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Date Created: 02/11/15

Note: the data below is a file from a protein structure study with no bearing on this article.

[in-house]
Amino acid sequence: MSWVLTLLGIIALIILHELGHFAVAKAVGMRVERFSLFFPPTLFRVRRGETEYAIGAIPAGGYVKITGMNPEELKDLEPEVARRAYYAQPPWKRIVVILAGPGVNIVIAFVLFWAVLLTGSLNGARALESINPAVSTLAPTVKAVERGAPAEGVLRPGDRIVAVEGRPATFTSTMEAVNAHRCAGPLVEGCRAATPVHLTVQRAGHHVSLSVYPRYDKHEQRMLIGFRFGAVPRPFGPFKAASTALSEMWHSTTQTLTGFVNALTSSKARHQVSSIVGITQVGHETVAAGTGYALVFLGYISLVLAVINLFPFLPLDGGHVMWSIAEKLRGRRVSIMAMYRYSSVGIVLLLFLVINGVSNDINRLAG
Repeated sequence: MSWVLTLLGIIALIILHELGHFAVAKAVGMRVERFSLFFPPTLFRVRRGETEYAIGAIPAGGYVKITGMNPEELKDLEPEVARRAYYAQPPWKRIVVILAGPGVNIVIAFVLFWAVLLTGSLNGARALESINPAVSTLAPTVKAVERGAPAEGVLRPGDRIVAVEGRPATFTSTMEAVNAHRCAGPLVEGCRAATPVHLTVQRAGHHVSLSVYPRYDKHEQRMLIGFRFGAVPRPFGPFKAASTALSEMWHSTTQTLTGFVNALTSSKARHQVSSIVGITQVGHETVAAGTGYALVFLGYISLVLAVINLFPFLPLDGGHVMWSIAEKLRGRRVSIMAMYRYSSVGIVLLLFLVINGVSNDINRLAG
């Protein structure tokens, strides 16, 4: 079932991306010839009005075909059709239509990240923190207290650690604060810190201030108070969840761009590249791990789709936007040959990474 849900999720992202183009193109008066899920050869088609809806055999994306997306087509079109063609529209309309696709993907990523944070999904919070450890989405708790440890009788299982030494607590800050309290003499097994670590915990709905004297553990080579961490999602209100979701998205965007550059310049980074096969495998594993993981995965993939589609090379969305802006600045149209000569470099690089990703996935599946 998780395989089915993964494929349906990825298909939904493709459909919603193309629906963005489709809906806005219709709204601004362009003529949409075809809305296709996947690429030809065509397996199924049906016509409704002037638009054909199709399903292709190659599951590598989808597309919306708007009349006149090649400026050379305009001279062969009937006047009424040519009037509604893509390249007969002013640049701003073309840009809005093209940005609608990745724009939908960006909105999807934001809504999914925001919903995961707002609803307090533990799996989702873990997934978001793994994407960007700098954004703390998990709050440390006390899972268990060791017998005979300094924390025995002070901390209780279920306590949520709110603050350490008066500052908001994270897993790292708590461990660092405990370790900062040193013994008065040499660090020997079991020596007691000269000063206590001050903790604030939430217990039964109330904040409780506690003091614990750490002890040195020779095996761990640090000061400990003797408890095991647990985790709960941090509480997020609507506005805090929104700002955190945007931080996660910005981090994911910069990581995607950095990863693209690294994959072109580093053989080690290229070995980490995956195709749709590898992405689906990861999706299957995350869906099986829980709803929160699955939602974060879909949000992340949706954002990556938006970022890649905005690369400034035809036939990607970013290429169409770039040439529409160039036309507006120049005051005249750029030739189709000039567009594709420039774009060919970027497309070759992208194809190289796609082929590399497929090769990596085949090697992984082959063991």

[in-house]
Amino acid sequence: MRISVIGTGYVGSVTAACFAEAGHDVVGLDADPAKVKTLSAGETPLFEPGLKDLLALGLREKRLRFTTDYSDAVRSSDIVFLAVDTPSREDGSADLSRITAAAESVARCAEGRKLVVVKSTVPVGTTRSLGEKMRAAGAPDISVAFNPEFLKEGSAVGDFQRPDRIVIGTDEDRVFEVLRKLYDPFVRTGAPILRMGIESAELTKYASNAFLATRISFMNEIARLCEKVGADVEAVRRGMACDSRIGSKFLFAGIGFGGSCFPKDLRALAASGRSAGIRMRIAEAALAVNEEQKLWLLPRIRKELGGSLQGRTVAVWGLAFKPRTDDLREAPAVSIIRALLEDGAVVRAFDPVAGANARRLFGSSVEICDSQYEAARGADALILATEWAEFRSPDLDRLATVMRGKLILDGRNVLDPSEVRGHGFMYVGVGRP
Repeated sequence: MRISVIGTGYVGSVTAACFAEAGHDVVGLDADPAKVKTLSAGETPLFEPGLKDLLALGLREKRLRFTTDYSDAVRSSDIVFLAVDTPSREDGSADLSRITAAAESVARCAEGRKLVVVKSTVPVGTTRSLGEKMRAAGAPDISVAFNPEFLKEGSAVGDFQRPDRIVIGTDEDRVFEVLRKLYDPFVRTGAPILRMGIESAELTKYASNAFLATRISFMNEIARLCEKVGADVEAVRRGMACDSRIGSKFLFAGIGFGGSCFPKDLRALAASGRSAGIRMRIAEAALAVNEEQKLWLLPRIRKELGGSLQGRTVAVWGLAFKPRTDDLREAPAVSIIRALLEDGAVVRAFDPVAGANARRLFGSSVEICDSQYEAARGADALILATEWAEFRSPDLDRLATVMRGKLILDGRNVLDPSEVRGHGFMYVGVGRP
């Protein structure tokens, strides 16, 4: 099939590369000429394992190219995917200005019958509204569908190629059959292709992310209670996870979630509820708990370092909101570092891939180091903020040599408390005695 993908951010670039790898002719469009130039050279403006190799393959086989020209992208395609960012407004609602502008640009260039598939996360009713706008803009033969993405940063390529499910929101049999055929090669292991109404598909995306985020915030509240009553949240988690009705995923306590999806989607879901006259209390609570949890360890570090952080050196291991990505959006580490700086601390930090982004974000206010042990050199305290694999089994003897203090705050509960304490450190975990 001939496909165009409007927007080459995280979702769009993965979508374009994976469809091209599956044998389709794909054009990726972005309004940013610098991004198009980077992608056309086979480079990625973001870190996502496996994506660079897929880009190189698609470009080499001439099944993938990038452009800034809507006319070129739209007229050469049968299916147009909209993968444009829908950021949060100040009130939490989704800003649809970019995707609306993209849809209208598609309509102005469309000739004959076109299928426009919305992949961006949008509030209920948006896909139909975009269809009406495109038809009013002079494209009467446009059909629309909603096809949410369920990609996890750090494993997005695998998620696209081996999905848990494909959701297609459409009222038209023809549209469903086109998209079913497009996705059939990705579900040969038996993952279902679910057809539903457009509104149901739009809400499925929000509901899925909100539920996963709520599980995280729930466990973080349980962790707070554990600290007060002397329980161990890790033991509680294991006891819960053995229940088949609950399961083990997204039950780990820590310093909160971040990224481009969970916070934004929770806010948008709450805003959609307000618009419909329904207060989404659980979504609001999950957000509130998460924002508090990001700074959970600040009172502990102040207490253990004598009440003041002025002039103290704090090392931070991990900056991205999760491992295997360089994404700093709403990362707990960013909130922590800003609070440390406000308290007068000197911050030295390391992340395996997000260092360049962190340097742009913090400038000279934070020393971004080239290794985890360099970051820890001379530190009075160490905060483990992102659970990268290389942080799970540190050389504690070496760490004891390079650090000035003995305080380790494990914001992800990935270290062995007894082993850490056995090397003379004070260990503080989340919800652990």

Theories of Human Growth and Development Birthpre natal Infancy Toodlers Schoolaged Adolescents Early adulthoodemerging adulthood Middle adulthood Lateolder adulthood Growth physical change shift biological Development psychological emotional social Multiple in uencesmacrosystem ecosystem microsystem Theoretical debates Activity v Passivity internal locus of control you make things happen vs external locus of control things happen to you Continuity v discontinuity do people grow in a predictable matter or spu s Types of developmental theories Psychoanalytic freud erikson Learning Pavlov Watson skinner bandura Cognitive development piaget Systems theory broffenbrenner Freud conscious everyday action to present Preconscious easily accessible memories past events Unconscious stores all of our experiences 3 parts of the personality id ego superego 5 stages of psychosexual development oral anal phallic latency gen al defense mechanisms unconscious techniques that distort reality to protect the self from excessive anxiety oral infants pleasure centers on mouth eating anal infants pleasure centers on anus defecating phallic self exploration latency child represses sexual interest and develops social and intellectual skills genital a time of sexual reawakening source of sexual pleasure becomes someone outside of the family defense mechanisms rationalization identi cation regression displacement reaction formation denial projection compensation Erikson expanding psychoanalytical theory 8 stages of psychosocial development each has a unique developmental taskcrisis Watson studies infants Tabulsa Rasa every child is born with a blank slate Environment more powerful than genetics in human learning growth development Pavlov classical conditioning Skinner operant conditioningpositive reinforcement negative reinforcement positive punishment negative punishment Bandura cognitive factors social learning theory Vggotsy s socialcultural theory complex mental activities voluntary attention problem solving Have origins in social interaction Through joint interaction with more mature members of their society children come to master activities and think in a way that has meaning to their culture Cognitive development assimilation individual incorporates new experiences into already existing schema Accommodation modify existing schemata to satisfy the requirements Piaget39s 4 stages of cognitive development Birth2 yrs sensorimotor stage object permanence 27 yrs peoperational stage egocentrism 711 yrs concrete operational stage conservation 1115 yrs through adulthood formal operational stage abstract reasoning Maslow39s hierarchy of needs Eclectic theoretical orientation no one theory has all of the answers each theory can make a contribution to understanding the lifespan Class Presentations Quiz on Thursday on Freud Erikson Piaget Kohlberg Erik Erikson psychosocial stages of development Trust vs Mistrust birth 1yr when infants develop trust in their caregivers caregivers must be able to meet the infant s needs Autonomy vs Shame and doubt gain a sense of self act independenUy Initiative v inferiority 612yrs children must learn to keep up with their peers with both social and academic skills or else they will feel left behind or inferior excelling gives child a sense of competence Identity vs role confusion 1220ys transition from childhood to adulthood begin to plan for life for future they identify who they are Intimacy vs isolation become ready to participate in a committed long term relationship Generativity vs stagnation adults gaining a sense that they have produced something that will outlive them either by successfully raising children or contributing something meaningful to the world Integrity vs despair elderly adults nd a sense of meaning in their lives that will help them face death Jean Piaget schema building block of intelligence keep building on organize knowledge increase in complexity as you age Equilibrium when a child s existing schemas are capable of explaining new experiences Constructivism intelligence is a process that helps an organism adapt to its environment children actively construct new understandings of the world based on their experiences Stages of cognitive development Sensorimotor stage birth 2yrs infants in this stage deal with the world directly through though their perceptions senses and actions motor skills they are unable to use symbols gestures images or words representing real objects to help them solve problems mentally Preoperational stage 27yrs preschoolers have now developed the capacity for symbolic thought but is not yet capable of logical problem solving they are egocentric thinkers who have dif culty adopting perspectives other than their own and who may cling to incorrect ideas simply because they want them to be true Fail to demonstrate conservation which is the recognition that certain properties of an object or substance do not change when its appearance is altered in any super cial way Concrete operations 711yrs schoolaged children acquire concrete logical operations that allow them to mentally classify add and otherwise act on concrete objects in their heads they can solve practical real world problems through a trial and error approach but have difficulty with hypothetical and abstract problems Formal operations 11 to 12yrs older adolescents think about abstract concepts and purely hypothetical possibilities and can trace the longrange consequences of possible actions with age and experience they can form hypotheses and systematically test them using the scienti c method Pavlov classical conditioning John Watson behaviorism human development and functioning should be based on observations of overt behavior rather than on speculations about unobservable cognitive and emotional processes Unconditioned stimulus UCS is an unlearned stimulus salivating Unconditioned response UCR presentation of food Conditioned stimulus CS pairing the bell with the arrival of food learned stimulus Conditioned response CR salvation when Pavlov rang the bells without food the dogs still salivated Little albert experiment presented a rat to an infant every time the rat was presented Watson would slip behind albert and bang a steel rod with a hammer the loud noise served an unconditioned stimulus for fear an unconditioned response to loud noises Eventually Albert associated the rat with fear and even though there was no loud noise present at the time Skinner operant conditioning a learner s behavior becomes either more or less probable depending on the consequences it produces people tend to repeat behaviors that have desirable consequences and cut down on behaviors that have undesirable consequences Positive reinforcement child receives a hug after cleaning their room they will clean their room more often now Negative reinforcement occurs when a behavioral tendency is strengthened because something unpleasant or undesirable is removed from the situation or is escaped or avoided after the behavior occurs Positive punishmentoccurs when an unpleasant stimulus is applied or added to the situation following a behavior for example a child is spanked for misbehaving Negative punishment occurs when a desirable stimulus is removed following the behavior a child loses privileges ie watching tv Both positive and negative punishments decrease the likelihood that the punished behavior will be repeated Maslow hierarchy of needs biological and physiological needs safety needs love and belongingness esteem selfactualization U39lbUUNH Kohlberg associate with moral development Level 1 preconventional up to age 9 moral code is shaped by the standards of adults and consequences of following or breaking those rules Stage 1 obedience and punishment orientation the child is good in order to avoid being punished Stage 2 Individualism and Exchange self interest orientation child recognizes there is not just one viewpoint handed down from authorities Level 2 conventional morality 10 yrs to adult begin to internalize the moral standards of valued adult role models Stage 3 Good interpersonal relationships interpersonal accord and conformity the child is good in order to be seen as good by other peers therefore answers are related to others approval Stage 4 Maintaining social orderautonomy and social order maintaining the child becomes aware of the wider rules of society so judgments concerns the obeying of the rules in order to uphold the law and avoid guilt Level 3 post conventional morality Stage 5 Social contract and individual rights the child becomes aware that while ruleslaws exist for the good of the greatest number there are times when they will work against the particular individual Stage 6 Universal principles people at this stage have developed their own moral guidelines which may or may not t the law Freud id ego superego Oedipus complex child ghts for mothers attention Psychoanalytic theory focuses on the development and dynamics of the personality challenged prevailing notions of human nature and human development by proposing that people are driven by motives and emotional con icts of which they are largely unaware and that they are shaped by their earliest experiences in the family Unconscious motivation the power of instincts and other inner forces to in uence our behavior without our awareness ld the impulsive irrational and sel sh part of the personality whose mission is to satisfy the instincts seeks immediate grati cation even when the biological needs cannot be realistically met Ego the rational side of the individual that tries to nd realistic ways of gratifying the instinct the ego begins to emerge during infancy when psychic energy is diverted from the id to energize cognitive processes such as perception learning and problem solving Superego the individual internalizes moral standards develops as 36 year olds internalize the moral standards and values of their parents Once the superego emerges children have a parental voice in their heads that keep them from violating society s rules and making them feel guilty and ashamed if they do Psychosexual stages Oral birth to 1 yr focuses on the mouth as a source of sexual pleasure Anal 13yrs toilet training Phallic 36yrs libido centers on genitals resolution of the Oedipus complex Latent 612 yrs libido is quiet energy is invested in schoolwork and play among same sex friends Genital stage 12yrs older puberty reawakens the sexual instincts 5 youth seeks to establish mature sexual relationships and pursue the biological goal of reproduction Oedipus complex youngsters develop and incestuous desire for the parent of the other sex and must defend against it ldenti cation resolves Oedipus complex by identifying with other parent and internalizing the attitudes and behaviors of another person Defense Mechanisms Repression remove unacceptable thoughts or traumatic memories from consciousness engages in denial knowing deep down that something happened but doesn t accept the reality of it Regression retreating to an earlier less traumatic stage of development reverts to infantile behavior and coos like a baby Projection seeing in others the motives we fear we possess as when a husband accuses his wife of cheating when he is the one who has cheated Reaction formation expressing motives that are just the opposite of one s real motives as when a women who unconsciously wants to gratify her sexual urges instead takes up a crusade against pornography Families Family a social system composed of 2 or more persons who are joined by bonds of sharing and emotional closeness and who identify themselves as being part of the family Cohesion how closeintimate the family members are to each other Adaptability how well the family members adapt to change with each other Communication how well a family communicates with one another Cohesion disengaged no one communicates Separated little contact communication here and there Connected contact on daily basis Enmeshed very connected Adaptability change its power structure role realtionships moving nancial death loss illness Authoritative Authoritarian Permissive Neglectful In uences on supporting function family image boundaries biosocial issues Restrict members from certain physical and psychological forces Regulate access to people places ideas and values Birth order Older smarter bossy driven determines Youngest sel sh funnier quicker at language socially based career Middle little bit of both Types of families Nuclear conjugal married Nuclear dyad traditional Single parents Step family Cohabitability living together not married Gaylesbian Communal Foster adoptive family Epigenetics stunting environmental factors stress Species hereditary ex peppered moths in London Genetic variation in a species Some genes aid adaptation more than others genes that aid their bearers in adapting to their environment will be passed to future generations more frequently that those who do not Mapping genetics human genome project HapMap multicountry effort to identify and catalog genetic similarities and differences in human beings Genetic uniqueness a single parent can produce 2quot23 or 8 million genetically different sperm or ova ldentical twinsO only time when individuals share same genetic makeup Types of inheritance complete dominance incomplete dominance codominance multiple alleles polygenic traits sexlinked genes Mutation changes in structure or arrangement of one or more genes may be incompatible with life birth inherited cancers chromosomal disorders Chromosome abnormalities Down syndrome Turner syndrome Klinefelter syndrome Fragile x syndrome Sickle cell disease Hemophilia Huntingtons Behavioral genetics many personality traits have genetic links shyness sociability moodiness temperament assertiveness depression ADHD Gene environment correlations Passive parents extroverts social home environment Evocative evoke smiling baby evoke response Active seek Ratpup study nature v nurture Importance of nurture predisposition environment turn onoff genes Psychological disorders Web mds pregnancy checklist Diet exercise weight control Fertilization traditional conception Donated sperm eggs or embryos surrogacy Arti cial insemination In vitro fertilization lnfertility 15 of couples negative correlation with age Different causes drugs smoking stress Treatment fertility drugs arti cial insemination IVF Infertility in men low sperm counts poor sperm mobility Malformed sperm blocked sperm ducts antibodies that harm sperm to penetrate or survive cervical mucus Women irregular ovulation blocked fallopian tube environmental factors Arti cial insemination sperm is inserted directly into the uterus at ovulation ntracytopasmic sperm injection a single sperm is injected straight into a single egg in the lab then transplanted into uterus IVF never rst step in infertility ess likely successful as you age conception union if sperm and egg fertilizationzygote divides turning into a blastocyst that implants into the side of the uterus embryonic period 3 dermal layers begin developing fetal period major organs begin developing brain development sexual differentiation 1st trimester hormonal changesgt fatigue swollen breasts morning sickness 2nol trimestergt body aches line on belly 3rOI trimester shortness of breath heartburn threats to development drugs alcohol environmental pollutants infectious diseases mothers age under 16 over 30 and over 40 greater risk of downs syndrome mens health chicken box rubella stds in uences from father second hand smoke alcohol and drugs physical and emotional abuse severity of damage to unborn depends on dose time of exposure genetic susceptibility exposure pregnancy and alcohol avoided same with drugs Chapter 14 quiz 2 Perspective on relationships Bind between parent and infant a warm and stable motherchild relationship is essential for normal personality development Freud Erikson emphasized importance of responsive parenting to the development of trust in the parentinfant relationship Attachment theory John Bowlby based on ethological theory and asked how the attachment may have evolved Attachment a strong affectional tie that binds a person to an intimate companion it is also a behavioral system through which humans regulate their emotional distress when under threat and achieve security by seeking proximity to another person lmprinting an innate form of learning in which the young will follow and become attached to a moving object usually the mother during a critical period early in life Internal working models cognitive representations of themselves and other people that guide their processing of social information and behavior in relationships Peer is a social equal someone who functions at a similar level of behavioral complexity often of similar age Chumships close childhood friendships The lnfant their social relationships change dramatically once they form close attachments to caregivers and develop the social skills that allow them to coordinate their own activities with other infants Selfconscious emotions embarrassment requires an awareness of self and begin to emerge around 18 months Social referencing infants begin to monitor their companions emotional reactions in ambiguous situations and use this information to decide how they should feel and behave Emotion regulation processes involved in initiating maintaining an altering emotional responses The lnfants Attachment to Ca regivers 1 undiscriminating social responsiveness birth to 23 months very young infants are responsive to voices faces and other social stimuli but any human interest them 2 discriminating social responsiveness 23 months 6 months infants begin to express preferences for familiar companions they direct their biggest grins and most enthusiastic babbles toward those companions still friendly toward strangers 3 active proximity seeking or true attachment 67 months 3 yrs form clear attachments usually mothers gt crawl stay close to mother 4 goal connected partnership 3 yrs taking a parents goal and plans into consideration and adjusting their behavior to achieve proximity to the attached separation anxiety baby becomes wary or fretful when separated from parent stranger anxiety a wary or fretful reaction to the approach of an unfamiliar person secure base a point of safety from which an infant can feel free to ventiregt safe haven if frightened strangesituation measures the quality of an attachment Quality of Attachment 1 secure attachment the securely attached infant actively explores the room when alone with his mother because she serves as a secure base may be upset by separation but is comforted by her presence resistant attachment an insecure attachment characterized by anxious ambivalent reactions doesn t dare venture off to play even when mother is present doesn t seem to serve as a secure base for exploration gt stronger separation anxiety may resent mother for leaving wary of strangers even if mother is present avoidant attachment seem uninterested in exploring show little apparent distress when separated from their mothers and avoid contact or seem indifferent when their mothers return not particularly wary of strangers avoid ignore them and mothers they distance themselves from their parents disorganizeddisoriented attachment associated with later emotional problems may act dazed and freeze or lie on the oor after separation May seek contact then move away then approach mother again may not have been able to devise a consistent strategy for regulating negative emotions like separation anxiety disinhibited attachment characterized by indiscriminate friendliness lack of appropriate wariness of strangers and difficulty participating in real reciprocal social interactions